Kimi Tayler: Nordic Utopia Q&A

Katerina Partolina Schwartz

Katerina Partolina Schwartz

Based primarily in Iceland, Kimi Tayler is bringing her new show What Would Kimi Do? to Leicester Comedy Festival. Here she talks to Katerina Partolina Schwartz about her new stand-up hour, her work as East Iceland’s premier comedian and Angela Merkel.

How would you summarise What Would Kimi Do?

It’s a sort of nostalgic look at the 90s, the realities of living in a Nordic utopia.

I explore some of my childhood passions which include boy bands, hovercrafts and a small foray into radical evangelical Christianity. There was a particular band called the Worldwide Message Tribe and they had a song called Jumping in the House of God and it was an absolute banger, and I thought they were ace, and I went to see them live. They lured me in with the techno rap and I had to try and find my way out of it. But I still maintain that ‘Jumping in the House of God’ is an absolute banger.

What Would Kimi do is a love letter to my teenage self and being a bit different and a bit weird.

What do you hope audiences will take away from your show?

I hope that they will take feelings of finding joy in the small things and a sense of empowerment – that it’s okay to change your mind about things and to talk about things that have happened to you.

What are you looking forward to most about the Leicester Comedy Festival?

Performing for British audiences. I’m really looking forward to not only doing my own show, but I’m also on a line up for Tickled Pink which is an all-female line-up. For me, coming from a country where there are only a handful of women doing comedy, it’s really nice to be going somewhere where I’m going to be doing comedy with other women who are making comedy and who are reaching that standard. So, I’m really excited to network, meet some other people and get to see a few shows.

What’s the difference between doing comedy in the UK vs Iceland?

I would say audiences. Iceland is strangely positioned in terms of comedy because it has a lot of influence from the States and lots of influence from British comedy, but it also has this dark Nordic edge. There’s such a tradition of storytelling, so there’s a lot of closeted comedians in Iceland who have some of the best stories I’ve ever heard, but they don’t have a formal structure to how they think about comedy.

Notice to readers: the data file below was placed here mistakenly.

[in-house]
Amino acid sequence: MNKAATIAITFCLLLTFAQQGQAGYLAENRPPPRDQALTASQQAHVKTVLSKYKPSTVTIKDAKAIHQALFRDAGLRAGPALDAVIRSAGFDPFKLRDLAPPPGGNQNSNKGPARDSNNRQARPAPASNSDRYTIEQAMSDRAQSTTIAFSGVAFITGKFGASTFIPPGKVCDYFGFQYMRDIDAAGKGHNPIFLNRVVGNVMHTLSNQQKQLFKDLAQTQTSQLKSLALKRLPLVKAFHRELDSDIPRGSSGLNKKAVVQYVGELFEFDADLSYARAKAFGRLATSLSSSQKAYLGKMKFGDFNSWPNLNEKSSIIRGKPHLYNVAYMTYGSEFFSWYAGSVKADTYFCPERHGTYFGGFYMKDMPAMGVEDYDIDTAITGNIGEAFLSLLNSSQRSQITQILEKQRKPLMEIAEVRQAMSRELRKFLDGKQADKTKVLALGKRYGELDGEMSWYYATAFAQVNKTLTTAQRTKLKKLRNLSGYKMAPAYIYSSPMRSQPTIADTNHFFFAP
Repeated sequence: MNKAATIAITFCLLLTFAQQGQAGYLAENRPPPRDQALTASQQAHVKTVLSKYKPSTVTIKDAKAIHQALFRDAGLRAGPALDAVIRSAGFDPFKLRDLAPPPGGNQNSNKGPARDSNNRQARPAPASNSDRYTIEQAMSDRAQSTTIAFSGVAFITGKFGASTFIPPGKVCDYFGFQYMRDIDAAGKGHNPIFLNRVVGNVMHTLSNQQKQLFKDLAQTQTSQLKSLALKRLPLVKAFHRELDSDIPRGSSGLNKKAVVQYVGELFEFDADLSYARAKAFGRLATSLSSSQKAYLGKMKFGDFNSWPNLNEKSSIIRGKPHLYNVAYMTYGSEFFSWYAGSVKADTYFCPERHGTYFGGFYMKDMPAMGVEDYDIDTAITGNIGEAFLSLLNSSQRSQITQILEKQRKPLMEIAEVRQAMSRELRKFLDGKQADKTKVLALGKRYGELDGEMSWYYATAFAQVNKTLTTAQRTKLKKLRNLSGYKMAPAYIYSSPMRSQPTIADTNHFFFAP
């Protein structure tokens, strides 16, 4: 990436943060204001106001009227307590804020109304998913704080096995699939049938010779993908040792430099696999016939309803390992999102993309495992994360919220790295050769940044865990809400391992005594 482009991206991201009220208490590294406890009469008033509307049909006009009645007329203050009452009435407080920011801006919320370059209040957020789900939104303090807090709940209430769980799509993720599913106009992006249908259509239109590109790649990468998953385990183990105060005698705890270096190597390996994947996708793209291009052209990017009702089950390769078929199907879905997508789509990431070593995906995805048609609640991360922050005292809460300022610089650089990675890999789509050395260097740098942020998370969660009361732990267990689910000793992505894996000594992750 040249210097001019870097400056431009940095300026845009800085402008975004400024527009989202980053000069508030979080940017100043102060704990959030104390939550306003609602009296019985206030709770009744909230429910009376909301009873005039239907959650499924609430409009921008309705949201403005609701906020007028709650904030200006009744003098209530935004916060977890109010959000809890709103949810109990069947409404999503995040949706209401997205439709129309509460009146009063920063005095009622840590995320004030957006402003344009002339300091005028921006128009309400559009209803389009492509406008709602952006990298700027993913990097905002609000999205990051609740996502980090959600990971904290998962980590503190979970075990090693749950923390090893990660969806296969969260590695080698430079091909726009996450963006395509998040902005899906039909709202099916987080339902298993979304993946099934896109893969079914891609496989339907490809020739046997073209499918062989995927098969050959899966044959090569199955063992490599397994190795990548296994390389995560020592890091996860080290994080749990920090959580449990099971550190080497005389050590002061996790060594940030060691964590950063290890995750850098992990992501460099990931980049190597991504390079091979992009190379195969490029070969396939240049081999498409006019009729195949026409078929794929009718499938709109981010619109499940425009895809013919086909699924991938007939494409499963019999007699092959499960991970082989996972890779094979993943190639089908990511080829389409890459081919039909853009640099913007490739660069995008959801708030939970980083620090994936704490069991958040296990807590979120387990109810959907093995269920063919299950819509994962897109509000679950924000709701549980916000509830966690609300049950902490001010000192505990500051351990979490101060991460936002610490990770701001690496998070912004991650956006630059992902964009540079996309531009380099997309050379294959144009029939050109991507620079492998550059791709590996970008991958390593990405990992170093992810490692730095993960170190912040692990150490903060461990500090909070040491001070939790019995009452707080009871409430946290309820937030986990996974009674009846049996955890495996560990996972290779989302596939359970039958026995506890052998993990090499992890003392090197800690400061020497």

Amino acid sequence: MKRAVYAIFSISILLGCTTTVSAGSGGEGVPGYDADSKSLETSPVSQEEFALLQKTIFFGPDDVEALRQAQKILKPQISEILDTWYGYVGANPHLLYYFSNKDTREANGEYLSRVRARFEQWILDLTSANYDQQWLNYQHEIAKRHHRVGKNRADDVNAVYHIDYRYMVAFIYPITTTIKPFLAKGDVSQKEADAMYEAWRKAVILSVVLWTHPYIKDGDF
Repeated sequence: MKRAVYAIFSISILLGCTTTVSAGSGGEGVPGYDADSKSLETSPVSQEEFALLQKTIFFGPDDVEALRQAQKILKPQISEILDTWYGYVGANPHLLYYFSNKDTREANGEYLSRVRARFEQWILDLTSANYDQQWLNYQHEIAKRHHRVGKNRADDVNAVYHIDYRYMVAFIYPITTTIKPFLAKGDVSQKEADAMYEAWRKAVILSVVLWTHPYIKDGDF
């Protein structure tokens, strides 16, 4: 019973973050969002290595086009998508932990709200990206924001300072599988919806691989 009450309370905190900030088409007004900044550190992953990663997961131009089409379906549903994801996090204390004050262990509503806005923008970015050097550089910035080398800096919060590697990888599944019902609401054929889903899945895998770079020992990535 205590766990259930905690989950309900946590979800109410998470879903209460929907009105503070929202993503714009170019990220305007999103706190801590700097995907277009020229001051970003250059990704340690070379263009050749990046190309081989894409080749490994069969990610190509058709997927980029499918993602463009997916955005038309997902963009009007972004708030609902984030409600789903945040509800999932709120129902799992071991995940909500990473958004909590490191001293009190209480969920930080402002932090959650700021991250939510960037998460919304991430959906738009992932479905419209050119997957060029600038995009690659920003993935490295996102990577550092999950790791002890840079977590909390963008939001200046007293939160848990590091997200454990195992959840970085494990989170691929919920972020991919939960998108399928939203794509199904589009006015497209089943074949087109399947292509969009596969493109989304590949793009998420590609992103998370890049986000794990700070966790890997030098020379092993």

What are the challenges that you face doing stand-up?

I did a gig in a very small town a few weeks ago and someone came up to me and said, “I think you are only the third stand-up comedian that we’ve ever had here”. There’s a thirst for entertainment in the part of the country that I’m living in, but the communities are quite rural. So, I think it’s going to be a challenge to try and set up a bit of a network of gigs, but it’s also something people are interested in and people want to be entertained no matter where they live.  

I’m trying to promote the idea of comedy residencies and I think that having a time and a space to write somewhere that is pretty isolated is quite special, actually.

What comedian or performer has inspired you the most?

I love Sarah Keyworth. The sincerity of their performance, wit, stage presence and how they can craft a narrative, I just absolutely adore. I think Hannah Gadsby has changed the game for women in comedy, and it’s just completely masterful in how they leave breadcrumbs through a show and then bring everything together at the end. The reason I’m a comedian is because of French and Saunders. They’re just very silly and I think that seeing two women on prime-time TV, it made me as think as a child, ‘oh this is something you could do’.

What do you enjoy the most about being a comedian?

I love writing and being onstage. When something’s going well and you can feel the audience is with you. When you know you’re having a good time and that the audience is having a good time.

I was working with some young people for a while, and a few of them came up and said that they didn’t realise that this was something they could do. I really enjoy is when young queer people or young women can see that there’s a space for them in this industry.

When people appreciate my love for Angela Merkel, I appreciate that. I just tell them to look up a picture of her covered in birds. It’s just about the birds.

What Would Kimi Do is at Leicester Comedy Festival on Friday, 9th February. Ticket link here.

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